Myth of the Dying Mouse: Why There is No Such Thing as Convergence in Consumer Electronics

Moderated by:
Johnny Lee (Google)
Panelists:
Keynote
Location: Metropolitan Ballroom
Average rating: ***..
(3.17, 6 ratings)

In recent years, we have witnessed an overwhelming interest in new interface technologies, from touch, motion sensing, gesture input and improvements in speech. Correspondingly, we’ve seen claims about the death of the traditional keyboard and mouse input, ushering a “new era” in computer interfaces. In this short talk, I hope to convince you why that is might be a foolish perspective to take and why our future is not one type of computing, but rather a constellation of increasingly diverse increasingly specialized computing devices.

Photo of Johnny  Lee

Johnny Lee

Google

Johnny Lee has a PhD. in Human Computer Interaction from Carnegie Mellon University exploring a wide range of technologies to enhance the way we interact with computing devices. As a researcher in Microsoft’s Applied Sciences, he became a core contributor to the development of Xbox Kinect, a controller-free motion gaming device, which sold over 8 million units in the first 60 days. His videos demonstrating how to create low-cost interactive whiteboards and 3D displays using a Nintendo Wii remote have accumulated over 15 million views on YouTube, and his talk at TED also remains one of thier most viewed. In 2008, Lee received recognition by MIT’s TR35.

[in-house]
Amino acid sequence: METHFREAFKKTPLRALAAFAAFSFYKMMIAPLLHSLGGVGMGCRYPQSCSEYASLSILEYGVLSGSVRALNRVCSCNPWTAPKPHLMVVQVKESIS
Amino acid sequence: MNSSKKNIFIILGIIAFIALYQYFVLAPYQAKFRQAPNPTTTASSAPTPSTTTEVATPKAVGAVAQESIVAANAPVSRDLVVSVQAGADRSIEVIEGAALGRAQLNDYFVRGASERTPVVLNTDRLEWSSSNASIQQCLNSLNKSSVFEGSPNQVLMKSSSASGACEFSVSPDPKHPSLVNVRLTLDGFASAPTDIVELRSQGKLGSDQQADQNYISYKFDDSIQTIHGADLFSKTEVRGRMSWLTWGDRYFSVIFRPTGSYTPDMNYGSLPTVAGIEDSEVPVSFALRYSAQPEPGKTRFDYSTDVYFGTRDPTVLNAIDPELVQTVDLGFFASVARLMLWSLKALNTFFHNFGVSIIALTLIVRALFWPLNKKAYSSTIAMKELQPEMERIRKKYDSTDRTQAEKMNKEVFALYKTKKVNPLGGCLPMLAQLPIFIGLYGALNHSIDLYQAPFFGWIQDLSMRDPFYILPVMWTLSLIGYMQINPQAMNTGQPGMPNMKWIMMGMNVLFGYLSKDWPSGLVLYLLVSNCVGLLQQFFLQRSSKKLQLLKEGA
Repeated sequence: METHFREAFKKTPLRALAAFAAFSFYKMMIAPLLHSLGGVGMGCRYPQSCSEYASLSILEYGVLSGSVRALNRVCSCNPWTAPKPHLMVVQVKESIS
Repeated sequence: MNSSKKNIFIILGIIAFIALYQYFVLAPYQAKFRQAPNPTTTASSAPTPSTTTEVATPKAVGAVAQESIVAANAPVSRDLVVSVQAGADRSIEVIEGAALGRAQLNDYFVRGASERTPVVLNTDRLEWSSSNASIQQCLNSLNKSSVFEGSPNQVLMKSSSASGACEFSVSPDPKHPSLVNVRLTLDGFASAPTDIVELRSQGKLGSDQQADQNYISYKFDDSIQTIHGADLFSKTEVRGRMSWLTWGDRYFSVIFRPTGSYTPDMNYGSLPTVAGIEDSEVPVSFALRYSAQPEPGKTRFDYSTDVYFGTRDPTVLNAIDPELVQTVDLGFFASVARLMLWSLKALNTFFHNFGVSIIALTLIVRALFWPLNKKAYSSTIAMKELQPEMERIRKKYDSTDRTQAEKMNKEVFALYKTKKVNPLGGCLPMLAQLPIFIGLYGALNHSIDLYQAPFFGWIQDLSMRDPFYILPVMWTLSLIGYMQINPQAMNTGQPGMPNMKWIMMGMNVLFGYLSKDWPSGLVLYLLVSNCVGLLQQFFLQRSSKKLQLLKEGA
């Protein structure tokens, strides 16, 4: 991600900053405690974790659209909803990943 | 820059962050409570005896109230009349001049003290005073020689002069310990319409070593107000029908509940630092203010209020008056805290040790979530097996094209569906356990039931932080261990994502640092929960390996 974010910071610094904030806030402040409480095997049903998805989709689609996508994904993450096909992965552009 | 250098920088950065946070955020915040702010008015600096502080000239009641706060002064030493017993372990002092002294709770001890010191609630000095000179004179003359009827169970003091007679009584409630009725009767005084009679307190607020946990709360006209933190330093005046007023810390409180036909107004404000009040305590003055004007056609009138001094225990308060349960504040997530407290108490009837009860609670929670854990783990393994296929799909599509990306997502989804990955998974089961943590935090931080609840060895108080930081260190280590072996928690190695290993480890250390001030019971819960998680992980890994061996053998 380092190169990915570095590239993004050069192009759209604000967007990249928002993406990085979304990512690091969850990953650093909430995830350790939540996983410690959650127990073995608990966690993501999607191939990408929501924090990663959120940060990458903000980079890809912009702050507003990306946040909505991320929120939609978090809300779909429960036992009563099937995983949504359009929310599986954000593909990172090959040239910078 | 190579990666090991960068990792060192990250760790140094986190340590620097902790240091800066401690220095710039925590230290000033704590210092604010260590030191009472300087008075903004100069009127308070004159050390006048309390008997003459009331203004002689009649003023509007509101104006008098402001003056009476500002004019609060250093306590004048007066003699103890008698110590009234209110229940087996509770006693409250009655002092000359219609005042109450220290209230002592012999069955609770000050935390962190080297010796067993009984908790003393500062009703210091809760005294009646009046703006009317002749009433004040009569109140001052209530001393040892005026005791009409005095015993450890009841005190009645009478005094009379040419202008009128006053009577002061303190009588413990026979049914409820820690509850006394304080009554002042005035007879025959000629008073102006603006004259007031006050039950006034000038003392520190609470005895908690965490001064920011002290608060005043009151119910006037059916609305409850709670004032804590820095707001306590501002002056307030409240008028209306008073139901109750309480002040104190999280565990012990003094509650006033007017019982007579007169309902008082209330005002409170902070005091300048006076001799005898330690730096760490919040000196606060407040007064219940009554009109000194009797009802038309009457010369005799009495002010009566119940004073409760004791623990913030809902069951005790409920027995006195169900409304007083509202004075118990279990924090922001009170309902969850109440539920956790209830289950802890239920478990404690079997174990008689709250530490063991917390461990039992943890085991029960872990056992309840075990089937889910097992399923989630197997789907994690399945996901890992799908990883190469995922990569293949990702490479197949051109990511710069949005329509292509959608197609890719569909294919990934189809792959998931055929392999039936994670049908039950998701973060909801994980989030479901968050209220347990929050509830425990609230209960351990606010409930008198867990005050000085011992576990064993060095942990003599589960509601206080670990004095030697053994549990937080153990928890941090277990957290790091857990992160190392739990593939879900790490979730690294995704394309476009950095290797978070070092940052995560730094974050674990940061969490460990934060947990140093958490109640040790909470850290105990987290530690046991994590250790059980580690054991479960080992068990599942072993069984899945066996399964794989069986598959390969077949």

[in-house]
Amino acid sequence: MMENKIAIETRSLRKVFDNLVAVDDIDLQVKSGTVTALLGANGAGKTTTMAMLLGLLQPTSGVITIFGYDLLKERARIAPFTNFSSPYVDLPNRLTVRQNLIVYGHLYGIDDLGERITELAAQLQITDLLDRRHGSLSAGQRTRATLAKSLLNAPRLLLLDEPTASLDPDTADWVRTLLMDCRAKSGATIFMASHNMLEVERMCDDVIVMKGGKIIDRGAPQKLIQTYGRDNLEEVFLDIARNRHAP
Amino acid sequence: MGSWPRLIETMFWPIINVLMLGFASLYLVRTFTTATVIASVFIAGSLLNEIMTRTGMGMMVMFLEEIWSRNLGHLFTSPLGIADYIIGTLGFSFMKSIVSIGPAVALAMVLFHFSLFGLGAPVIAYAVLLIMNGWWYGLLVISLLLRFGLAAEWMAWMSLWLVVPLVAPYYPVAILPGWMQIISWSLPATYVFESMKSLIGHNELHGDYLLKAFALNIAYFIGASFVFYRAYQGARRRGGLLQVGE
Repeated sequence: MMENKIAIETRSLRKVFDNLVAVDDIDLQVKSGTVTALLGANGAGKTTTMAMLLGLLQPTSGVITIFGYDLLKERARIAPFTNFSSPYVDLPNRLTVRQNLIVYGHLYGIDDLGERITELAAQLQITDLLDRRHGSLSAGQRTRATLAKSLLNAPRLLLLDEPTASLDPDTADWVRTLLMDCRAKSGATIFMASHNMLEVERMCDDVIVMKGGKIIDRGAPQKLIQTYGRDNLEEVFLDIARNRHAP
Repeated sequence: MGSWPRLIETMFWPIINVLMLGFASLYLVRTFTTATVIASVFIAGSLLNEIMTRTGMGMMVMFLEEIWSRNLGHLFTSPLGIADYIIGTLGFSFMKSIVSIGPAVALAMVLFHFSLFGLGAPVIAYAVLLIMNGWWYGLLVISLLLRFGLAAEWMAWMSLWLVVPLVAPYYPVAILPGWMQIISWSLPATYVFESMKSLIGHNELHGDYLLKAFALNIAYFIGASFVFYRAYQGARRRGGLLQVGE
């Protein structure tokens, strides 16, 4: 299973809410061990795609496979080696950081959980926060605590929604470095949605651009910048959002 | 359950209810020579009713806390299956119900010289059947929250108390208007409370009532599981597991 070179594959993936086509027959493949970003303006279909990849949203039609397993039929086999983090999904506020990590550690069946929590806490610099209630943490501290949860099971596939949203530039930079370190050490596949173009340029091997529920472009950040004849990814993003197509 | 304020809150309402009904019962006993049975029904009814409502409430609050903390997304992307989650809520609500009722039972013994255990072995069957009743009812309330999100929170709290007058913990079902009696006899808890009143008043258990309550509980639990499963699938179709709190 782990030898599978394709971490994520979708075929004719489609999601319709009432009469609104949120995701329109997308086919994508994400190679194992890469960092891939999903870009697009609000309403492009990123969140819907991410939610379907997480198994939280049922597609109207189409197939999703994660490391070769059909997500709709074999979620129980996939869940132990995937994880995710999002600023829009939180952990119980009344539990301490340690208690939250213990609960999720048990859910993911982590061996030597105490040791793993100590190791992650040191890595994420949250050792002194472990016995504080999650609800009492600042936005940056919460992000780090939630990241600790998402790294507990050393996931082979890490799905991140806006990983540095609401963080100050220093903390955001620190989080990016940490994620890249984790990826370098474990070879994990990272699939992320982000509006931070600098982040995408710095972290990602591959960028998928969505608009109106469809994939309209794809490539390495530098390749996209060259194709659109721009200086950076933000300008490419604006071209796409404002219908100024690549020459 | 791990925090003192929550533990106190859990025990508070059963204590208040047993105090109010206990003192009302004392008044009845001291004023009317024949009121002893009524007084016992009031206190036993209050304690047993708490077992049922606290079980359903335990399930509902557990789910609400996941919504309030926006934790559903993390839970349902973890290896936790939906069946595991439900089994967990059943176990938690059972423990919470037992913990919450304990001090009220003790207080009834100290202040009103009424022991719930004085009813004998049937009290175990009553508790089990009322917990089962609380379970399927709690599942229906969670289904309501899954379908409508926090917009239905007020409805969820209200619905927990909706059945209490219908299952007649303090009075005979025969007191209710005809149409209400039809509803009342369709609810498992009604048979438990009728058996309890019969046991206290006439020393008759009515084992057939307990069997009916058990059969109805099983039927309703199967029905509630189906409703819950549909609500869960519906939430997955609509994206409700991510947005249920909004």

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Picture of Tantek Çelik
Tantek Çelik
10/12/2011 5:10pm EDT

The claim was made that there is no universal interface innovation/method coming up which will apply to the diversity of devices available now and expected soon.

I was surprised to hear this, because there is a simple counter-example, one that Google itself is actively developing/deploying on desktop on mobile:

Speech.

Nothing was mentioned about speech – and the claims made in the talk appear to be falsifiable through that one example. What am I missing?

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